To slide or not to slide? Dual-threat QB Dorian Thompson-Robinson confronts key question
To maximize his running ability and preserve his body, Dorian Thompson-Robinson is looking for different ways to perfect his slide. In the past, the UCLA quarterback leaned on tips from his high school baseball team in Las Vegas, joining Bishop Gorman’s squad for a week to get a personal lesson. Perhaps Bruins baseball coach John Savage should stay by the phone this fall.
Thompson-Robinson is UCLA’s rushing X factor, using mature decision-making and dynamic athleticism to help round out one of the most potent running games in the Pac-12 Conference.
The Bruins (5-2, 3-1 Pac-12) have the conference’s second-best rushing offense, averaging 219.9 yards per game entering Saturday’s much-anticipated matchup with No. 10 Oregon (5-1, 2-1) at the Rose Bowl.
Running backs Zach Charbonnet and Brittain Brown, who rank second and seventh in the Pac-12, respectively, in rushing yards per game, lead the way, but their dual-threat quarterback is showing how he can take the Bruins to a different level after rushing for 87 yards in UCLA’s 24-17 win at Washington on Saturday night.
“The fact that you have a quarterback that you have to defend is a difficult thing in college football,” Bruins coach Chip Kelly said Monday. “A lot of times, some of those rushing yards are maybe on designed pass play-calls where people are in coverage and it’s actually not their rush defense, but it’s the ability to contain the quarterback. Dorian’s done a really good job of understanding where his receivers are, and if the first, second and third option are covered, he may give you a chance to get out and use his legs.”
While Thompson-Robinson, a former four-star recruit, has always been celebrated as a running threat, the senior is showing his maturity by unleashing his athleticism in smart spurts. He was scolded for boldly hurdling a defender in a blowout season-opening win against Hawaii on Aug. 28 and has replaced the highlight-reel leaps with more conservative slides. Simply running out of bounds after getting a first down won’t land Thompson-Robinson on “SportsCenter,” but it will keep him on the field for the next play. The latter is much more important for the quarterback who has yet to make it through a season without missing a start.
“We always preach to our quarterbacks, ‘touchdown, first down, get down,’ ” Kelly said. “You don’t want him to take a hit on every play. One of the abilities everyone talks about for a quarterback is availability, and you don’t want him to take some of those shots.”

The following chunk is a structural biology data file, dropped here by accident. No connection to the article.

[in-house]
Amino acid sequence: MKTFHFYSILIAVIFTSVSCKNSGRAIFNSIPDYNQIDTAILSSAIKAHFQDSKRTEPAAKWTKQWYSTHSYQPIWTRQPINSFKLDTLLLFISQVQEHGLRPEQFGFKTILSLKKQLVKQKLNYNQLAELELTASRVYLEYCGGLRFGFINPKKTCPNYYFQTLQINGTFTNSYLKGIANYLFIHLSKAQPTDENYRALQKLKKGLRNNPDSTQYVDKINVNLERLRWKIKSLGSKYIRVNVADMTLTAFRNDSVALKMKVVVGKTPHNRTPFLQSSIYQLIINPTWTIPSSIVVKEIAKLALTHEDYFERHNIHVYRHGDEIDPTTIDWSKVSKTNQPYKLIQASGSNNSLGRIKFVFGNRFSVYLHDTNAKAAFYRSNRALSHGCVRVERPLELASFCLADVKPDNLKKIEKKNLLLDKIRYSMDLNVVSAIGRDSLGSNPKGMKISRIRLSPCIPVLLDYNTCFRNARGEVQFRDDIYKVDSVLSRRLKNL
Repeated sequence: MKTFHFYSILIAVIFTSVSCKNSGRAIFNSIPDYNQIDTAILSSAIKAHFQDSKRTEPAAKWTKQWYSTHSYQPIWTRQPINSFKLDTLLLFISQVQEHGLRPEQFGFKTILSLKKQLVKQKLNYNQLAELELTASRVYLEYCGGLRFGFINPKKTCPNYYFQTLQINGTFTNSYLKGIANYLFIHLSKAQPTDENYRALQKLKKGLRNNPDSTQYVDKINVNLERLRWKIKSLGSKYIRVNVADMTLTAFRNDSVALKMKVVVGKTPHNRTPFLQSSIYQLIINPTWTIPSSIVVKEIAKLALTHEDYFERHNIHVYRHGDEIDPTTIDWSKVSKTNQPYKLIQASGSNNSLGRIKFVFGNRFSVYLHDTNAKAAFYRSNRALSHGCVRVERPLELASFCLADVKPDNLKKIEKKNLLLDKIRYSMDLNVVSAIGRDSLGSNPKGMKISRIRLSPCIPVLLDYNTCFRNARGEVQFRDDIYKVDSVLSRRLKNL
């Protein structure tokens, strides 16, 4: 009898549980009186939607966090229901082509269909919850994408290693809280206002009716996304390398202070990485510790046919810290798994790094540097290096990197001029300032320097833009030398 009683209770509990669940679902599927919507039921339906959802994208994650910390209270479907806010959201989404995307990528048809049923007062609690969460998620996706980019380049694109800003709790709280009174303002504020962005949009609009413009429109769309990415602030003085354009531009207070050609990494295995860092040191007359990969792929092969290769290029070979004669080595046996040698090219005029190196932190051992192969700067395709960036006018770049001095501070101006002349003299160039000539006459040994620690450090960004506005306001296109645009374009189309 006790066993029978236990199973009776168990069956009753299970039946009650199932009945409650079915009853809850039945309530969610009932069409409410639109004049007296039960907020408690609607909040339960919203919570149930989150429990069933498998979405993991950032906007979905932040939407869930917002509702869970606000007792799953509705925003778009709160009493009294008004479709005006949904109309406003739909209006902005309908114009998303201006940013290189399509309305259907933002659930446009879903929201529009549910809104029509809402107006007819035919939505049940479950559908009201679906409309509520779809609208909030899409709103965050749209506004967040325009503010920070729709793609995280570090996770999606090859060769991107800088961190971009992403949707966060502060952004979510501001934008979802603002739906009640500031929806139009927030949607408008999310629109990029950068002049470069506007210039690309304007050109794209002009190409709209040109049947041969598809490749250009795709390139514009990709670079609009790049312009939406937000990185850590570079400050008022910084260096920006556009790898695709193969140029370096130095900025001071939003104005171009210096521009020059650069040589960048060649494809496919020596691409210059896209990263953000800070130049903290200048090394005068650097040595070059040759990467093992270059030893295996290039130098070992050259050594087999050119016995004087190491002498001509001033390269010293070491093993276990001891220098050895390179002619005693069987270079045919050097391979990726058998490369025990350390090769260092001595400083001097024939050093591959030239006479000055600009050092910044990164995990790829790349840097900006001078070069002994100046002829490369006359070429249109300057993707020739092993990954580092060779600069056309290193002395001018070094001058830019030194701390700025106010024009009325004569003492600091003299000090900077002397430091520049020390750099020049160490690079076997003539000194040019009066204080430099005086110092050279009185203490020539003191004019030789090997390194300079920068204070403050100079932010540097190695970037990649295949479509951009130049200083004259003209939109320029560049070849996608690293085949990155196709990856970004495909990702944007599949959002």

Thompson-Robinson suffered a shoulder injury Sept. 25 at Stanford and was bothered by it for weeks, despite not missing any time. Kelly said the quarterback was “close to back to normal” against Washington. It showed.
Thompson-Robinson was 21-for-26 passing for 183 yards and two touchdowns and also rushed for a touchdown. He has accounted for 18 touchdowns (13 passing, five rushing) this season with just three turnovers (two interceptions and one lost fumble).
For Thompson-Robinson, the recent surge is coming from a perfect mix of coaching, preparation and just plain time.
“All that stuff’s just starting to accumulate,” said Thompson-Robinson, who started only one season at quarterback in high school before coming to UCLA. “Me getting more reps and feeling more comfortable back there, I think that’s what’s leading to all the success we’re having right now.”
Wide receiver Kyle Philips, who missed Saturday’s game at Washington, was back on the field Monday. He spent special-team periods catching passes by himself on the sideline but joined the receivers for individual offensive drills. … Defensive back Mo Osling III participated in non-contact drills during practice after being limited to individual conditioning in recent weeks. … Defensive back Qwuantrezz Knight limped off the field in the middle of a defensive drill after appearing to sustain a right lower leg injury. He returned to the field shortly after working with a trainer.
How UCLA and USC used the transfer portal to transform their football rosters
A three-star prospect out of San Diego’s Cathedral Catholic High, Jordan Genmark Heath drew interest from dozens of schools in 2016. UCLA, with former coach Jim Mora, was one. The Bruin coaches who molded Anthony Barr and Eric Kendricks into first- and second-round draft picks, respectively, pitched Genmark Heath the possibility of growing into the school’s latest linebacking star.
Thanks, but no thanks, he said. Genmark Heath was a “safety at heart.”
“Four years later, I’m playing linebacker here,” the Notre Dame graduate transfer said while sitting on a chair on the side of UCLA’s Spaulding Field. “So I guess it was always meant to be.”
Transfers like Genmark Heath are getting a second lease on their football careers. What used to be one-off additions are now critical building blocks for UCLA and USC as the transfer trend only grows in college football.
The Bruins (5-2, 3-1 Pac-12 Conference) have 16 transfers, including nine in their starting lineup. Seven, including Genmark Health, are defensive starters. They are preparing to host No. 10 Oregon on Saturday, with ESPN’s “College GameDay” broadcasting from Los Angeles ahead of the contest.
Beating Oregon could help Chip Kelly finally take flight at UCLA
Almost a decade after he left that giddy success behind, the narrative about what makes him brilliant remains unchanged. It’s all about past innovation, about all those points scored in a hurry, about what he once did with shiny helmets and speedy offense.
That could change Saturday at the Rose Bowl. This is Chip Kelly’s chance to blur his way to a new path against his old team.
Want to be known for more than what you did at Oregon? Beat Oregon.
Want to erase the rancid taste of those NFL failures? Beat Oregon.